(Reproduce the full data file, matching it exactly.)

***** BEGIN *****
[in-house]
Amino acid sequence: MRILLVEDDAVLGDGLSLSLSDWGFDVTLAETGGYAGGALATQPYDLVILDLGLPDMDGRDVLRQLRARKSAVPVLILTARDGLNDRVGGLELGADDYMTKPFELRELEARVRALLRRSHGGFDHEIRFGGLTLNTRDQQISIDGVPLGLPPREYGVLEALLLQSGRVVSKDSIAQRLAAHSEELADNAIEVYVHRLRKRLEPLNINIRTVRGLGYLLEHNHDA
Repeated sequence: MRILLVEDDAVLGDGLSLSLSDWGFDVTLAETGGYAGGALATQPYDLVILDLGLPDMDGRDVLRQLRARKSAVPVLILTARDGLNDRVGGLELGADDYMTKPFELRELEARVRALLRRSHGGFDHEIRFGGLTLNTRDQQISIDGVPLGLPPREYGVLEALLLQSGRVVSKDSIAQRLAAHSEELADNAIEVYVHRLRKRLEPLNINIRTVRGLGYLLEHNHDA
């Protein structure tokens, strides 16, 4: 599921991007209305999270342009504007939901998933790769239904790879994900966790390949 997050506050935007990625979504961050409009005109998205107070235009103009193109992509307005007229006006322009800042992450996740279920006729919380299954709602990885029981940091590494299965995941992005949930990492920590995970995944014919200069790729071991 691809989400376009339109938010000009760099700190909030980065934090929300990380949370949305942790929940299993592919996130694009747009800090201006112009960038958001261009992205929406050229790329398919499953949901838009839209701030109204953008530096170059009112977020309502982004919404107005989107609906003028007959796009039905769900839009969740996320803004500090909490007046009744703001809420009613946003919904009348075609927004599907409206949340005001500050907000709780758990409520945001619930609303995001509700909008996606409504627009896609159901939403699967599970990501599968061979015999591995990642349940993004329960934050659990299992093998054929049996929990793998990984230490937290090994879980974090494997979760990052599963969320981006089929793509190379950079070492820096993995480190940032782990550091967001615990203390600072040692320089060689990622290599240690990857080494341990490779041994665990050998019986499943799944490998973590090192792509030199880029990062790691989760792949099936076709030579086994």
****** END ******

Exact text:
[in-house]
Amino acid sequence: MRILLVEDDAVLGDGLSLSLSDWGFDVTLAETGGYAGGALATQPYDLVILDLGLPDMDGRDVLRQLRARKSAVPVLILTARDGLNDRVGGLELGADDYMTKPFELRELEARVRALLRRSHGGFDHEIRFGGLTLNTRDQQISIDGVPLGLPPREYGVLEALLLQSGRVVSKDSIAQRLAAHSEELADNAIEVYVHRLRKRLEPLNINIRTVRGLGYLLEHNHDA
Repeated sequence: MRILLVEDDAVLGDGLSLSLSDWGFDVTLAETGGYAGGALATQPYDLVILDLGLPDMDGRDVLRQLRARKSAVPVLILTARDGLNDRVGGLELGADDYMTKPFELRELEARVRALLRRSHGGFDHEIRFGGLTLNTRDQQISIDGVPLGLPPREYGVLEALLLQSGRVVSKDSIAQRLAAHSEELADNAIEVYVHRLRKRLEPLNINIRTVRGLGYLLEHNHDA
């Protein structure tokens, strides 16, 4: 599921991007209305999270342009504007939901998933790769239904790879994900966790390949 997050506050935007990625979504961050409009005109998205107070235009103009193109992509307005007229006006322009800042992450996740279920006729919380299954709602990885029981940091590494299965995941992005949930990492920590995970995944014919200069790729071991 691809989400376009339109938010000009760099700190909030980065934090929300990380949370949305942790929940299993592919996130694009747009800090201006112009960038958001261009992205929406050229790329398919499953949901838009839209701030109204953008530096170059009112977020309502982004919404107005989107609906003028007959796009039905769900839009969740996320803004500090909490007046009744703001809420009613946003919904009348075609927004599907409206949340005001500050907000709780758990409520945001619930609303995001509700909008996606409504627009896609159901939403699967599970990501599968061979015999591995990642349940993004329960934050659990299992093998054929049996929990793998990984230490937290090994879980974090494997979760990052599963969320981006089929793509190379950079070492820096993995480190940032782990550091967001615990203390600072040692320089060689990622290599240690990857080494341990490779041994665990050998019986499943799944490998973590090192792509030199880029990062790691989760792949099936076709030579086994």